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We see yet another confirmation that thyroid hormone has value as an augmentation agent. What does this mean for our patients?
Thyroid hormone as a tool for the management of mood has a long history. Formal research dates back at least to 1958.1 Many studies since then have shown the value of thyroid hormone augmentation in the treatment of MDD.
One of the most recent and well-known is the Sequenced Treatment Alternatives to Relieve Depression (STAR*D) study segment in which lithium and triiodothyronine (T3) were compared as add-on treatments for patients whose condition had not improved significantly with 2 previous antidepressants.2
T3 was equal in efficacy to lithium as augmentation, with better tolerability. More participants in the lithium group left treatment because of adverse effects (23.2% versus 9.6% of the T3 group). (Of course, it may not help tolerability to start with 450 mg of lithium and increase a week later to 900 mg.) By comparison, T3 was started at 25 Î¼g for a week and then increased to 50 Î¼g. Pre-treatment thyroid status was not used as a guide to dosing, nor was lithium level.
What does this tell us?
1. We see yet another confirmation that thyroid hormone has value as an augmentation agent.
2. We see that if you start patients at 450 mg of lithium, many will quit.
3. We see that lithium, too, has value as an augmentation agent-if managed in such a way that patients can stay on it.
What we do not see is why T3 is a better choice for augmentation than levothyroxine (T4). This was effectively decided in 1990 when a head-to-head trial found that T3 was substantially more effective than T4 in augmentation of a tricyclic antidepressant for unipolar depression.3 In subsequent augmentation trials that focused primarily on T3, its role as an augmentation agent in unipolar depression was relatively well established. The STAR*D trial makes T3 a “known known.”4
By comparison, T4 as a mood treatment is a “known unknown”: some evidence of benefit is available, but confirmation and clarification await. It has been explored primarily in the treatment of bipolar depression, mostly in supraphysiologic doses,5 and in one randomized trial.6 The latter study, though heroic (it took years to mount and complete), was so small as to have some curious gender differences in placebo response that confused interpretation.7
A little-known study from years ago compared T4 as augmentation for non-responsive MDD with lithium (a sort of presaging of the much larger STAR*D comparison).8 In that study, every patient got both agents-but the order in which they were added varied. Patients who were augmented with T4first, before lithium, improved substantially more and faster than those who were augmented in the opposite order.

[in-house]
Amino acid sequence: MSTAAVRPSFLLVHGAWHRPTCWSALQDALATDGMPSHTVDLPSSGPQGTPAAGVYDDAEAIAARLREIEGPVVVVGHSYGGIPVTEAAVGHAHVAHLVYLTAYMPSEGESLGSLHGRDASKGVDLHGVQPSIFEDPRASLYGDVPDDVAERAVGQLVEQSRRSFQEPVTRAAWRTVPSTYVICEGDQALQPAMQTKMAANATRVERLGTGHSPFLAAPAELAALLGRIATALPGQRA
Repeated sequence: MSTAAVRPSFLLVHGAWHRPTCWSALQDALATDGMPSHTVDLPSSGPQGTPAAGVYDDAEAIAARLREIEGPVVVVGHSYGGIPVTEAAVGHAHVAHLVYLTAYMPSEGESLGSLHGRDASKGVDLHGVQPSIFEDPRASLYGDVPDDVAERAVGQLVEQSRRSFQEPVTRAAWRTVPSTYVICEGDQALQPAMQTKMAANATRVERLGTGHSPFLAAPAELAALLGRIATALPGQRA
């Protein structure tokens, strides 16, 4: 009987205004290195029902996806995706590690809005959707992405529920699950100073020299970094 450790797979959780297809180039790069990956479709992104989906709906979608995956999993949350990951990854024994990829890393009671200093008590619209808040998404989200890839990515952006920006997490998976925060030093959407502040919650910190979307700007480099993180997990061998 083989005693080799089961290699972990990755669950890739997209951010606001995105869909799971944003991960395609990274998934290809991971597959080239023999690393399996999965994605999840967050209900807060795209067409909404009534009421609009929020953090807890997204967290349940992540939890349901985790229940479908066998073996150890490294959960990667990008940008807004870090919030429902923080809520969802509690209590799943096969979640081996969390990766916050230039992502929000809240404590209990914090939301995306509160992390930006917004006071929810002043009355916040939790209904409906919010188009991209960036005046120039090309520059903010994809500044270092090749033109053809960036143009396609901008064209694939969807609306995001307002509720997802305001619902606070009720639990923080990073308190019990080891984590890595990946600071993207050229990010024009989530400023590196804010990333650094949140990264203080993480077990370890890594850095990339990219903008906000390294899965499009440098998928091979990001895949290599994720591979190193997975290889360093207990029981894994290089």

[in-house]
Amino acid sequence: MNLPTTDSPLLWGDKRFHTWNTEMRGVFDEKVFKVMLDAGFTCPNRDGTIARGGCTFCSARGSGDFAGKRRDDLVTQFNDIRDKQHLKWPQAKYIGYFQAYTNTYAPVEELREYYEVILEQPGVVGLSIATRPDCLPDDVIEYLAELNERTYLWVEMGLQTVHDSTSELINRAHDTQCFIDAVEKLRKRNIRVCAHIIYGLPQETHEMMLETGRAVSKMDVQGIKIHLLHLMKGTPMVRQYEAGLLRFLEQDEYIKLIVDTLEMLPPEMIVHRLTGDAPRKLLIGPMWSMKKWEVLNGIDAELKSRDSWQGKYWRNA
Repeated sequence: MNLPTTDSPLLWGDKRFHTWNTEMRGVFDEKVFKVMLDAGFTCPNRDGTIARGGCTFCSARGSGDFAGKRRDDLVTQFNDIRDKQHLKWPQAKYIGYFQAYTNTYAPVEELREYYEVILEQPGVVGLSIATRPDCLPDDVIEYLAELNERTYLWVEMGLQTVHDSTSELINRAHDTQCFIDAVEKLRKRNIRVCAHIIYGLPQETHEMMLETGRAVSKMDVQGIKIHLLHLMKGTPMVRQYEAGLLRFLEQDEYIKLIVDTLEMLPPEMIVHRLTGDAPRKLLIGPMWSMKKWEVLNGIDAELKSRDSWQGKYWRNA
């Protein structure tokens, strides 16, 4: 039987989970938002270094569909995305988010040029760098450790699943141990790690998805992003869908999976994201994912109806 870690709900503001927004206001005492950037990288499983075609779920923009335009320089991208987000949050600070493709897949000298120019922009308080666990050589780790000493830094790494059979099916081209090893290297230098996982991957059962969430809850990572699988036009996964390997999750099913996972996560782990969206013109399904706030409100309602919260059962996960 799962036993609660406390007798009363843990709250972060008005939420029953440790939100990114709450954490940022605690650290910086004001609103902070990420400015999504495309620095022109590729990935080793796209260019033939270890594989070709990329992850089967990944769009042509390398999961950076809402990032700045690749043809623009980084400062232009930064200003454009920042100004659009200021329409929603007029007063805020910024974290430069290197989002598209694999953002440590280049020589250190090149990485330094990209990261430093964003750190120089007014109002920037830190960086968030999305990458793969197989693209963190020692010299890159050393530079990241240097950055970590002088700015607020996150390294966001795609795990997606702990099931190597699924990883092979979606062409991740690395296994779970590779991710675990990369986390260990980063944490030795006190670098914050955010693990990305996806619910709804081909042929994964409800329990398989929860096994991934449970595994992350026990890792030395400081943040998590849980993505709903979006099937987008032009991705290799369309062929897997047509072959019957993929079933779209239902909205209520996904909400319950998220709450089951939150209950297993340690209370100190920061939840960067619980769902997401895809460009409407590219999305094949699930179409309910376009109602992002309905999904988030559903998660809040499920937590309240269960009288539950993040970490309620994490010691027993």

Also of note, by comparison with the STAR*D study: lithium was started at 384 mg (lithium sulfate form) and not increased until 2 weeks later, to twice the starting dose.8 Of 22 patients, none dropped out because of adverse effects, which suggests that either the patients or their treatment relationship was quite different from those in the STAR*D trial, or that lower starting doses are better tolerated.
To summarize this brief historical tour, if T4 has some role in mood disorders, several questions remain:
1 Is T4 at any dose truly effective as a mood treatment? (Likely but not established.)
2 What are the risks of T4 at supraphysiologic doses? (One reviewer finds them very low, especially by comparison with other routine treatments for bipolar depression; although not mainstream perspectives, the reviews are thorough.9,10) How about risks at physiologic levels, ie, with thyroid-stimulating hormone values still in the “normal” range? Is there any difference in these risks between T4 and T3?
3 If T3 is useful in unipolar depression (known) and T4 might be useful in bipolar depression and rapid cycling,5 then where along the mood spectrum should one switch strategies? Or, as explored by intrepid investigators,11 should one use T3 even in bipolar mood disorders?
A subset of the patients in the randomized trial of supraphysiologic T4 had cerebral glucose metabolism assessed before and after treatment.6 In confirmation of earlier work, investigators found strong correlations between mood improvement and metabolic changes in the anterior limbic network.12 This further establishes T4 as an important “known unknown.”
This article was originally posted on 10/14/2015 and has since been updated.
Dr Phelps is Director of the Mood Disorders Program at Samaritan Mental Health in Corvallis, Ore. He is the Bipolar Disorder Section Editor for Psychiatric Times. [full bio] He reports no conflicts of interest concerning the subject matter of this article.
1. Flach FF, Celian CI, Rawson RW. Treatment of psychiatric disorders with triiodothyronine. Am J Psychiatry. 1958;114:841-842.
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4. There are known knowns. Wikipedia. https://en.wikipedia.org/wiki/There_are_known_knowns. Accessed October 14, 2015.
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7. Phelps J. High-dose thyroid hormone as a mood stabilizer in bipolar disorder. PsychEducation.org. November 2014. http://psycheducation.org/treatment/thyroid-and-bipolar-disorder/high-dose-thyroid-hormone-as-a-mood-stabilizer-in-bipolar-disorder. Accessed October 14, 2015.
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11. Kelly T, Lieberman DZ. The use of triiodothyronine as an augmentation agent in treatment-resistant bipolar II and bipolar disorder NOS. J Affect Disord. 2009;116:222-226.
12. Bauer M, Berman S, Stamm T, et al. Levothyroxine effects on depressive symptoms and limbic glucose metabolism in bipolar disorder: a randomized, placebo-controlled positron emission tomography study [published online ahead of print January 20, 2015]. Mol Psychiatry. doi: 10.1038/mp.2014.186.